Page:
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Some Thoughts: Racing to the Finish Line

posted Mar 26, 2011, 3:12 PM by Golden Knight

by Chris Ferro

2/13/2011

“It does not matter how slowly you go as long as you do not stop.” ~Confucius

The end is near. Off in the horizon, a new destination awaits. All of the struggle, perseverance and growth obtained during the past four years is about to yield its reward. That final push, that final inch is only a few months away. You are about to become free.

These thoughts can be applied to any high school senior right about now. It is the second semester and college is looming large. A mixed sense of excitement and apprehension fills those who will soon embark on the journey. Time needs to tick a little faster. Forget smelling the roses, there’s more mystery and adventure up ahead.

Impatience is common in modern-day society. Technological advancements have reinforced the idea of instant gratification. From e-mails to Facebook statuses, people have been able to spread their ideas in a timely fashion. Now, I am a computer aficionado as much as the next person, but the root of humanity rests in the heart. Its pulse provides comfort. Its beat reminds an individual of the steady tempo of life: that nature is not based off of CPUs or Google Images. Regardless of any human activities, nature remains fixed. Out of an innumerable amount of variables it is the one constant.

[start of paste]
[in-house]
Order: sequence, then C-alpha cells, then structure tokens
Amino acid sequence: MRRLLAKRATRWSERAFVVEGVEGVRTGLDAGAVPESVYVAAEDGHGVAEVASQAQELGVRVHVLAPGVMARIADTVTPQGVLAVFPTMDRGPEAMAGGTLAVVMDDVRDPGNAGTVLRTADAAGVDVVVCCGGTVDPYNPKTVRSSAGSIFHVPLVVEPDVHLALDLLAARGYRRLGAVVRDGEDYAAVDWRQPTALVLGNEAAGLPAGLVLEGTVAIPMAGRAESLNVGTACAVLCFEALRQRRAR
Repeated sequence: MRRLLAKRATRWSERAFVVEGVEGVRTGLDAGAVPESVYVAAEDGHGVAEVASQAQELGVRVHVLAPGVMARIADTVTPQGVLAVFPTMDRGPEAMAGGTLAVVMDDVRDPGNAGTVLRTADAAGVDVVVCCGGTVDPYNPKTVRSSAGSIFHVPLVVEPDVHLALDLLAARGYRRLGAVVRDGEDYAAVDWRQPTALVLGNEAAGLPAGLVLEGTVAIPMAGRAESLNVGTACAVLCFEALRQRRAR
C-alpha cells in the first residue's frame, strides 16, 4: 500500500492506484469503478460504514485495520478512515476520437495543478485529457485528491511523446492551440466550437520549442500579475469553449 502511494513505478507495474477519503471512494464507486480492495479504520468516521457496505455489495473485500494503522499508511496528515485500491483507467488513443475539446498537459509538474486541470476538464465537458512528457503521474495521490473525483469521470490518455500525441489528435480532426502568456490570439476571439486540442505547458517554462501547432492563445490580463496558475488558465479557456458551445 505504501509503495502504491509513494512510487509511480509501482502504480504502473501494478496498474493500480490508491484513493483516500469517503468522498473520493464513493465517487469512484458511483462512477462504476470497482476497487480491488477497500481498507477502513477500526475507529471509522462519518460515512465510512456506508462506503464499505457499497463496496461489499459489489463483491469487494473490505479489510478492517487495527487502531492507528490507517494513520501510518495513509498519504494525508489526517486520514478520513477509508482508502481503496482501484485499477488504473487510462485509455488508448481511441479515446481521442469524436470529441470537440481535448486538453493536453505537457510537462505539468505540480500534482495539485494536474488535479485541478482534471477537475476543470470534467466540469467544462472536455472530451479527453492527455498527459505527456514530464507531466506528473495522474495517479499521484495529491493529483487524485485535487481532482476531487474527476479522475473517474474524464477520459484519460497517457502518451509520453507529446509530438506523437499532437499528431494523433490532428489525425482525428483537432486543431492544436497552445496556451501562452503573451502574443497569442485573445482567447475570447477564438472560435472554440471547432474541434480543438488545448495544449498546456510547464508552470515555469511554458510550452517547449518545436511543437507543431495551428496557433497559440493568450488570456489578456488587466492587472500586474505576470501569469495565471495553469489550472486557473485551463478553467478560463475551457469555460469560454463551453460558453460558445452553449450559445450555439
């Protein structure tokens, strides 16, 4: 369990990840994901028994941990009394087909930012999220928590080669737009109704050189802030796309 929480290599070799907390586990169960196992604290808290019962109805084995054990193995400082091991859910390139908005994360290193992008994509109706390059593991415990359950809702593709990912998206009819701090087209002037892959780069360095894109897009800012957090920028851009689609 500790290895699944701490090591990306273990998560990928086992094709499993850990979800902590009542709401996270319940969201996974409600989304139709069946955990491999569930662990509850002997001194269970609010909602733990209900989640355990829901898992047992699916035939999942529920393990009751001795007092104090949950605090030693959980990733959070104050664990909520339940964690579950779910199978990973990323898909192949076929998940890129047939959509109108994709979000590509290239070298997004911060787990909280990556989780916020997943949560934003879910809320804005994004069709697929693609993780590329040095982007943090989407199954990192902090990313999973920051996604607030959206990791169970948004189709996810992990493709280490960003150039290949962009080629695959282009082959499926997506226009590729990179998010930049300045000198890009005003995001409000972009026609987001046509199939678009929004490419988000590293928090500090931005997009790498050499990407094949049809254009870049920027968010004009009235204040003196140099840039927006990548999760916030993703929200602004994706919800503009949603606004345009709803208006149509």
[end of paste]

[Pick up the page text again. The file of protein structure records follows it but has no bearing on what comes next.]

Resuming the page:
In my dealings with life, I have always taken my time. This has ranged from being the last to finish dinner to taking the longest showers. People have often criticized me for being the slowest and most lethargic to complete a task, but there is an interesting quirk to time that many do not recognize. If it is treated as a friend and not as an enemy, life becomes bearable. In these endless epochs of days, weeks, months and years a second is still meaningful. The second should not be wasted but rather embraced, even if that means slowing down to see its beauty.

The race to the finish line can be agonizing, but it is the final half-mile which really separates the weak from the chaff. Instead of treating the race as a transition, we see it as an opportunity to develop for the future—the more significant race where the winner is not decided by speed but by wisdom. There is no forest without the trees. Every rose has its thorn and a pilgrimage comprises of human experiences. If haste precedes contemplation, then the subtleties of life are forgotten. Enjoy every moment, because it could be the last.

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